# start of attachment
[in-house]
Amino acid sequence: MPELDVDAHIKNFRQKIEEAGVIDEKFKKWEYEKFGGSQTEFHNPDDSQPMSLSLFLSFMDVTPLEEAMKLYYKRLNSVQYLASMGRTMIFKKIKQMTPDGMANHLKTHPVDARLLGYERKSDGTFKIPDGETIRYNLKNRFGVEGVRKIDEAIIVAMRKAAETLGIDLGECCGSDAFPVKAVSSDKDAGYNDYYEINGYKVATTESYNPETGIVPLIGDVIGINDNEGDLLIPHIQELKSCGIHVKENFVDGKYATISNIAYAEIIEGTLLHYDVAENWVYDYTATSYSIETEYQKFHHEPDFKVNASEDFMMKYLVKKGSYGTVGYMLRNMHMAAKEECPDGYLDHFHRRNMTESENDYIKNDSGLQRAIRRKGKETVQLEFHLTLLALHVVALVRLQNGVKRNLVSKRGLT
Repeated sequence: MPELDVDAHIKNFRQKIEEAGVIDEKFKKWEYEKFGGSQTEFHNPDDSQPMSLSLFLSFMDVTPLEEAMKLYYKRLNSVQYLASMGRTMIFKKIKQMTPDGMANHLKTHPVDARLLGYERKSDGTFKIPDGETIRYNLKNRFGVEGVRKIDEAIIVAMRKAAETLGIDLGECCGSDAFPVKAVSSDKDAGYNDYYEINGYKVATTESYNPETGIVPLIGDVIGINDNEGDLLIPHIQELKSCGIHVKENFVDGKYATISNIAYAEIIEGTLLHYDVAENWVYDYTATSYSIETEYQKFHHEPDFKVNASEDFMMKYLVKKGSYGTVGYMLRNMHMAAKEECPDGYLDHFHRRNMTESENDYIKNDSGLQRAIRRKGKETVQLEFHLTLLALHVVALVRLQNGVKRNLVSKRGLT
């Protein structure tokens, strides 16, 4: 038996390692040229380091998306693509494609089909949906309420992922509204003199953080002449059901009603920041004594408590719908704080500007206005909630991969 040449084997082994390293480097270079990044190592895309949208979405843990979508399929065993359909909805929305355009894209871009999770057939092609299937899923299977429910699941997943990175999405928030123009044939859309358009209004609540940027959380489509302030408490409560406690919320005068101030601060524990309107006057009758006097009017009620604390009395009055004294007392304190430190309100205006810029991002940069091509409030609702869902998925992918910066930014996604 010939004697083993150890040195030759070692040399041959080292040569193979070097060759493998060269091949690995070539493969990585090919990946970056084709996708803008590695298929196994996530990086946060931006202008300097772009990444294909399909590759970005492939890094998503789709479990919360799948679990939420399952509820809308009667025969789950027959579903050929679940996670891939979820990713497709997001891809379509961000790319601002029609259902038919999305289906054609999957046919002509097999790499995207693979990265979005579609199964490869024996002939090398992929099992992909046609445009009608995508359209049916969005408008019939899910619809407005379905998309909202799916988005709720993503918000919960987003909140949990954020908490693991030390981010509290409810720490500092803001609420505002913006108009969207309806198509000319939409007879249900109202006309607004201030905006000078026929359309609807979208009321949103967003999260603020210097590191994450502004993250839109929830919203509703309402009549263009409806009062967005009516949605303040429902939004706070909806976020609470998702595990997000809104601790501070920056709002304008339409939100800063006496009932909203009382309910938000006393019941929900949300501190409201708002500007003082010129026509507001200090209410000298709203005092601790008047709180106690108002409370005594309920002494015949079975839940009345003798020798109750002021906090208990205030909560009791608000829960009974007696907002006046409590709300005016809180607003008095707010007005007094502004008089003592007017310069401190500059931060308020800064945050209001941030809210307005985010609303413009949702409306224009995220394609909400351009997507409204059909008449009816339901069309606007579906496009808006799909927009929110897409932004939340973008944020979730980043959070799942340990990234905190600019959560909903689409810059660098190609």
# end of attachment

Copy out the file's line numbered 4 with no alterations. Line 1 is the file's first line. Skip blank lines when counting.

């Protein structure tokens, strides 16, 4: 038996390692040229380091998306693509494609089909949906309420992922509204003199953080002449059901009603920041004594408590719908704080500007206005909630991969 040449084997082994390293480097270079990044190592895309949208979405843990979508399929065993359909909805929305355009894209871009999770057939092609299937899923299977429910699941997943990175999405928030123009044939859309358009209004609540940027959380489509302030408490409560406690919320005068101030601060524990309107006057009758006097009017009620604390009395009055004294007392304190430190309100205006810029991002940069091509409030609702869902998925992918910066930014996604 010939004697083993150890040195030759070692040399041959080292040569193979070097060759493998060269091949690995070539493969990585090919990946970056084709996708803008590695298929196994996530990086946060931006202008300097772009990444294909399909590759970005492939890094998503789709479990919360799948679990939420399952509820809308009667025969789950027959579903050929679940996670891939979820990713497709997001891809379509961000790319601002029609259902038919999305289906054609999957046919002509097999790499995207693979990265979005579609199964490869024996002939090398992929099992992909046609445009009608995508359209049916969005408008019939899910619809407005379905998309909202799916988005709720993503918000919960987003909140949990954020908490693991030390981010509290409810720490500092803001609420505002913006108009969207309806198509000319939409007879249900109202006309607004201030905006000078026929359309609807979208009321949103967003999260603020210097590191994450502004993250839109929830919203509703309402009549263009409806009062967005009516949605303040429902939004706070909806976020609470998702595990997000809104601790501070920056709002304008339409939100800063006496009932909203009382309910938000006393019941929900949300501190409201708002500007003082010129026509507001200090209410000298709203005092601790008047709180106690108002409370005594309920002494015949079975839940009345003798020798109750002021906090208990205030909560009791608000829960009974007696907002006046409590709300005016809180607003008095707010007005007094502004008089003592007017310069401190500059931060308020800064945050209001941030809210307005985010609303413009949702409306224009995220394609909400351009997507409204059909008449009816339901069309606007579906496009808006799909927009929110897409932004939340973008944020979730980043959070799942340990990234905190600019959560909903689409810059660098190609």